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Federal Highway Bills Head to Conference

Federal Highway Bills Head to Conference

Wednesday, April 25 the US House of Representatives voted to meet with the US Senate to negotiate a bill funding federal highway and transit programs. House Members approved a motion to go to conference with the Senate (who moved to go to Conference on Tuesday) on the transportation reauthorization bill by unanimous consent, setting up what could be several weeks of discussions with the Senate.

Speaker of the House John Boehner named 33 conferees (four are from Oregon and Washington: Peter DeFazio and Earl Blumenauer from Oregon; Jaime Herrera-Beutler and Doc Hastings from Washington) to negotiate the House surface transportation reauthorization bill, H.R. 4348 which passed last week while Senate Majority Leader Harry Reid named 14 conferees (none from Oregon or Washington) to negotiate the 1,676-page Senate reauthorization bill, S. 1813.  Conferees will officially commence the conference on Tuesday, May 8.   While the make-up of the Senate and House Democrat conferees is comprised of the senior members of committees with jurisdiction over various parts of the bill, freshman Republican members of the House outnumber their veteran colleagues on the conference committee.  This fact can be seen as an acknowledgement by Speaker Boehner that in order to move a bill out of conference and through the House floor there will need to be buy-in from the influential Republican freshman class.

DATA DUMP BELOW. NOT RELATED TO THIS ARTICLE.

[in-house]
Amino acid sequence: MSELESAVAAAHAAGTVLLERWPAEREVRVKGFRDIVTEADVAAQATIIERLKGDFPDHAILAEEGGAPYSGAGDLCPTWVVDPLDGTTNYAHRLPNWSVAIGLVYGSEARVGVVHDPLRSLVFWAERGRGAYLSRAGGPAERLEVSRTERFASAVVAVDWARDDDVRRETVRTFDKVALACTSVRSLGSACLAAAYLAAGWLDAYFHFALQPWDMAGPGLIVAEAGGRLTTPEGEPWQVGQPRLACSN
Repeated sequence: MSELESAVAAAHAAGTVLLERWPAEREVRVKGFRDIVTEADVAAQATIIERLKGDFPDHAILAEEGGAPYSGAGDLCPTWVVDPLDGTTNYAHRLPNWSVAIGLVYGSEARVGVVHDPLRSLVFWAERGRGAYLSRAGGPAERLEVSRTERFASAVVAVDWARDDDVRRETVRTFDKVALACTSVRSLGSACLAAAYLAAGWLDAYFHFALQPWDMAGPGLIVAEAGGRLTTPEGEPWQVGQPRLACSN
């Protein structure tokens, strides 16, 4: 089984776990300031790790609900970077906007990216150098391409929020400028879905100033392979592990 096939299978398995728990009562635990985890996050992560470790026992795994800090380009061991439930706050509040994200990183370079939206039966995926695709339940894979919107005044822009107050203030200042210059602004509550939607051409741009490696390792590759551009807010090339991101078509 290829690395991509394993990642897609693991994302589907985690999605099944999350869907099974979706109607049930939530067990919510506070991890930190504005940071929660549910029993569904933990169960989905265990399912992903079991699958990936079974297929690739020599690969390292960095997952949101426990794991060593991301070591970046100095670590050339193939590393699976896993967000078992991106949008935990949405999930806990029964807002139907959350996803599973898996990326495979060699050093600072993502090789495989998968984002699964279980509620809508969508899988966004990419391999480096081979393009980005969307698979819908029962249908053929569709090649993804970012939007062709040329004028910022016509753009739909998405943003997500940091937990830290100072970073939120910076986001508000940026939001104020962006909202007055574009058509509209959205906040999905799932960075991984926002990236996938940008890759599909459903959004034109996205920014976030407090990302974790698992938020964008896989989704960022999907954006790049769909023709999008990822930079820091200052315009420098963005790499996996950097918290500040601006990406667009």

In conference, the Senate would appear to have the upper hand on most transportation policy issues as the House could not pass most of the policy initiatives in the original 884-page bill (H.R. 7) offered by House Transportation and Infrastructure Committee Chair Rep. John Mica.  The House might have some leverage, though, since it could refuse to accept the Senate policy changes and insist on current law. It must be noted that the Keystone approval provision, because of its controversial nature and its political prominence, could deadlock the conference for a considerable period of time.  The environmental streamlining provisions could also be quite controversial.

AGC will work closely with the House and Senate conferees and encourage a quick resolution while urging them to agree on a final product that maintains current funding levels and incorporates many of the reforms proposed by the House and Senate.

For more information, please contact Sean O’Neill of AGC of America at (202) 547-8892 or oneills@agc.org

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